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My input file is

TBLA      COLA      A    B    
TBLA      COLB      D    E    
TBLB      COLX      M    N     
TBLB      COLD      A    B   
TBLC      COLD      A    B 

The output to be created in xml format as


Can anyone suggest what would be the best way to do this. Should i convert this text file to hash of hashes first and then try using pltoxml(). does this make sense. Can XML::Simple or XML::Writer suffice this.

This is the first time I am working on xml and not sure which approach will help efficicently my solution.
A small example wrt to my req would be appreciated.

*Input file will always be sorted on first field

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Your output is not XML. What is the root element? –  amon Apr 13 '13 at 8:53
The TBLB element contains a COLX node, where the input has COLA. Is this a feature or a bug? Please also define behaviour when the input is not sorted. E.g how would the additional lines TBLA COLA A B\nTBLC COLA 1 2 change the output? –  amon Apr 13 '13 at 9:01
Corrected the question and added that input file always be sorted. One thing more I wanted to clarify, this file is created at run time by perl program. Is there any need to create the file and then create the xml file. While writing the file, its always inserted at first field level i.e. the data while writing in file is in sequential as per table order. So first field will always be sorted.Can directly xml file created. I am writing into file by print FILE "TBLA\tCOLA\tA\tB" –  user2223335 Apr 13 '13 at 9:08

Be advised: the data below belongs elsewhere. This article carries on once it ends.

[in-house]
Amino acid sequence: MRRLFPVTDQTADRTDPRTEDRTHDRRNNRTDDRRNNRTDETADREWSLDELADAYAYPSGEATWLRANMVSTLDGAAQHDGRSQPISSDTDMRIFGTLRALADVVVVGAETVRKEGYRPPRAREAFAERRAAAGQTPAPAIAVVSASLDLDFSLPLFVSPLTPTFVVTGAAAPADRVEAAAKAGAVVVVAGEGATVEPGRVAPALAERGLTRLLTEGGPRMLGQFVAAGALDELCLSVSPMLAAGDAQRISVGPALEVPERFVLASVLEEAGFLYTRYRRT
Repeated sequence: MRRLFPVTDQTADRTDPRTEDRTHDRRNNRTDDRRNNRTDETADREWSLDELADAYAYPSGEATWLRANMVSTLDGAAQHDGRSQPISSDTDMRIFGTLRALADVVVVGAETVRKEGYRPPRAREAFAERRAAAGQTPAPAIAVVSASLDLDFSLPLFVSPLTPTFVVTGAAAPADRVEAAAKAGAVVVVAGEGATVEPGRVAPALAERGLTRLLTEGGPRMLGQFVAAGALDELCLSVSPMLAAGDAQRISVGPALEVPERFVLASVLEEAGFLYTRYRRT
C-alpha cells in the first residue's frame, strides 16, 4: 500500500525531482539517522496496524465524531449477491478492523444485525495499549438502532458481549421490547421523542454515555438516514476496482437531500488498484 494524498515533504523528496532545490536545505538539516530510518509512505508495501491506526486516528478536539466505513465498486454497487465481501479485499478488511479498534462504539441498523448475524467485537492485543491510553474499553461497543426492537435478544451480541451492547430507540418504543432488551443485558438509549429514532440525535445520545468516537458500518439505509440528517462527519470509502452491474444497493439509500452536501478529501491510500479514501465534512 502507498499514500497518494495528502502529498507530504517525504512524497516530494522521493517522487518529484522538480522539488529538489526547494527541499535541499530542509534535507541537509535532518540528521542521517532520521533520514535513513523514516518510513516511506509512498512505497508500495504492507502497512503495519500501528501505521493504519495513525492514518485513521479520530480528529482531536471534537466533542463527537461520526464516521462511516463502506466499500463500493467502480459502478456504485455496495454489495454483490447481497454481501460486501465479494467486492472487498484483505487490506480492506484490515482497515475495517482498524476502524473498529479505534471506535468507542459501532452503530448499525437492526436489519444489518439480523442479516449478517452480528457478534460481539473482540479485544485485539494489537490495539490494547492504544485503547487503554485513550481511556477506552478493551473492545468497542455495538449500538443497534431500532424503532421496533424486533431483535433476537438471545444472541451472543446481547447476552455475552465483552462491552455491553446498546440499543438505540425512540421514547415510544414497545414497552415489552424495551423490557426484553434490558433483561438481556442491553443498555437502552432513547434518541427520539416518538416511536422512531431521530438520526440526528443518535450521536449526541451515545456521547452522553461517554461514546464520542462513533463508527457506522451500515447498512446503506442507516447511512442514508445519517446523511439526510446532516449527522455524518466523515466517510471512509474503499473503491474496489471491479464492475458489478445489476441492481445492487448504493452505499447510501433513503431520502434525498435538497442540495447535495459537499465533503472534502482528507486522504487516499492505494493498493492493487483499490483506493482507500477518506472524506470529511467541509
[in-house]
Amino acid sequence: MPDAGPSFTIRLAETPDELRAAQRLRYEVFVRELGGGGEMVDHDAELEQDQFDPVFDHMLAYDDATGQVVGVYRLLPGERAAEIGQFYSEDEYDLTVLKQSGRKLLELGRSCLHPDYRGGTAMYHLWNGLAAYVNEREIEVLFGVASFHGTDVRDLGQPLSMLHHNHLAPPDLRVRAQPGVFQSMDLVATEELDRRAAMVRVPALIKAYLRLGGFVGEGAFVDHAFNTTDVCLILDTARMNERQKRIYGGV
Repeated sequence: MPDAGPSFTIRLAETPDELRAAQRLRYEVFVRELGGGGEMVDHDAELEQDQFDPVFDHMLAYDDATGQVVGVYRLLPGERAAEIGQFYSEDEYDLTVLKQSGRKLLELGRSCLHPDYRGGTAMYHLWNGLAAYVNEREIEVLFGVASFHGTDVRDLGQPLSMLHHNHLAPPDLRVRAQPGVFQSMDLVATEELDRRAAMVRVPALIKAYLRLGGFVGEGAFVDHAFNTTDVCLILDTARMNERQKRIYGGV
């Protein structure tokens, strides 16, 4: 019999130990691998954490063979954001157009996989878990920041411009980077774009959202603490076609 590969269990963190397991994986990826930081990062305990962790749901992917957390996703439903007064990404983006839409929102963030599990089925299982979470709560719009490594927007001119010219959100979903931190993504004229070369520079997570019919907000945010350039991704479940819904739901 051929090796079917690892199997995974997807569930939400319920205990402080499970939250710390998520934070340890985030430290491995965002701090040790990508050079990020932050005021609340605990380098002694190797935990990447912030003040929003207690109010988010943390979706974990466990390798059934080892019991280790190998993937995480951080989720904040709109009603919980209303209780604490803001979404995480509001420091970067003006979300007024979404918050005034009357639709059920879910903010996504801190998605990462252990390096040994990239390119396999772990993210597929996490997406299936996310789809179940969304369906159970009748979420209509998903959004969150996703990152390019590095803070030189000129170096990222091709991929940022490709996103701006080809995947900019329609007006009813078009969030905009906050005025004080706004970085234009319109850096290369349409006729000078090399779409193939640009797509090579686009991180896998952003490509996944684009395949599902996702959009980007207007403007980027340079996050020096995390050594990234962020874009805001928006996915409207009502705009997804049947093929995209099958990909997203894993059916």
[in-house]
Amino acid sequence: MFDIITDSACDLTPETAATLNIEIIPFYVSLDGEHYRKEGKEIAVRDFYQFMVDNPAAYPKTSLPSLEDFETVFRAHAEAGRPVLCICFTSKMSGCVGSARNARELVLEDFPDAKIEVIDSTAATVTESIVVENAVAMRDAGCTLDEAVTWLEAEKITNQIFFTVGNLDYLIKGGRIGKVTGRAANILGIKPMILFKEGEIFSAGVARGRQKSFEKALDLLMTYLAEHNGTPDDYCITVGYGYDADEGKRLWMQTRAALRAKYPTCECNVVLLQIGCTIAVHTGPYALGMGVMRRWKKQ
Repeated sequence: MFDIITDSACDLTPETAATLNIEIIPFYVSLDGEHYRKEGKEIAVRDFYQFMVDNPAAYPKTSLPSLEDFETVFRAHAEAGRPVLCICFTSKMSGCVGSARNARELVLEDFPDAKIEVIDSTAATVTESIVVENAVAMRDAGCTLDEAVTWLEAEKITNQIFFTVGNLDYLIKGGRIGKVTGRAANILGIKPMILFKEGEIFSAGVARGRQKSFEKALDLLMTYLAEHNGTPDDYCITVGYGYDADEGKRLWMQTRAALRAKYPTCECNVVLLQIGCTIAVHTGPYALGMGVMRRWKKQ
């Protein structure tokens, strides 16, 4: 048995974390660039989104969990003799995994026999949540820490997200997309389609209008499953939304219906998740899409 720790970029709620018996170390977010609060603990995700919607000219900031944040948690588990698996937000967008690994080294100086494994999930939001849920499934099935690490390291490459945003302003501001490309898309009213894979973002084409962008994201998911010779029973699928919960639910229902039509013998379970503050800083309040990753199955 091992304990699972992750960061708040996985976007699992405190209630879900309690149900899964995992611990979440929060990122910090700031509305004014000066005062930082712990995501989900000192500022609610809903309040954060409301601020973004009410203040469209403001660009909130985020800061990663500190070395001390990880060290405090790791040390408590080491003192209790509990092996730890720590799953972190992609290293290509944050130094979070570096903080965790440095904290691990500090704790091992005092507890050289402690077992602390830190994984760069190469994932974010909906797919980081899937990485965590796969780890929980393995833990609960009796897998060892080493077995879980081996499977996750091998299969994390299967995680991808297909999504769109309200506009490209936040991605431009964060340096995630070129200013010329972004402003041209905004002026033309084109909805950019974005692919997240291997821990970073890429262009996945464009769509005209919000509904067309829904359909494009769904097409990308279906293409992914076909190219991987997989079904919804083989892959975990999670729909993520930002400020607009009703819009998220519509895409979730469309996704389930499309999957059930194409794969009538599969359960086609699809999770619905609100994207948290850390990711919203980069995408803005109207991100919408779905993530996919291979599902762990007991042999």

I have updated the requirement details. Can someone suggest whether i should prepare XML by small program in which looping each file and then reading required values and prepare XML OR this can be achived by some perl provided solutions like XML::Simple –  user2223335 Apr 16 '13 at 9:33

2 Answers 2

up vote 2 down vote accepted

Given the very simple data structure, It seems a bit unneccessary to use a whole XML writer. However, I'll assume that that the table and column names are valid XML tag names.

Here is a simple script that reads through the data without storing it in an intermediary data structure. It works with perl5 v10 and better.

use strict; use warnings; use feature 'say';

my $last_table;
say '<Data>';
while(<>) {
  my ($table, $col, $old, $new) = split /\t/;
  s/&/&amp;/g, s/</&lt;/g for $old, $new;
  # I'll assume $table and $col have sane names
  if (not defined $last_table) {
    say "  <$table>";
  } elsif ($last_table ne $table) {
    say "  </$last_table>";
    say "  <$table>";
  $last_table = $table;
  say "    <$col>";
  say "      <oldvalue>$old</oldvalue>";
  say "      <newvalue>$new</newvalue>";
  say "    </$col>";
say "  </$last_table> if defined $last_table;
say '</Data>';
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Recommend is to use XML::Simple instead of writing an selfmade XML Parser. You just need to set:

use XML::Simple;
my $xml = XMLout($hashref, RootName => 'Data');
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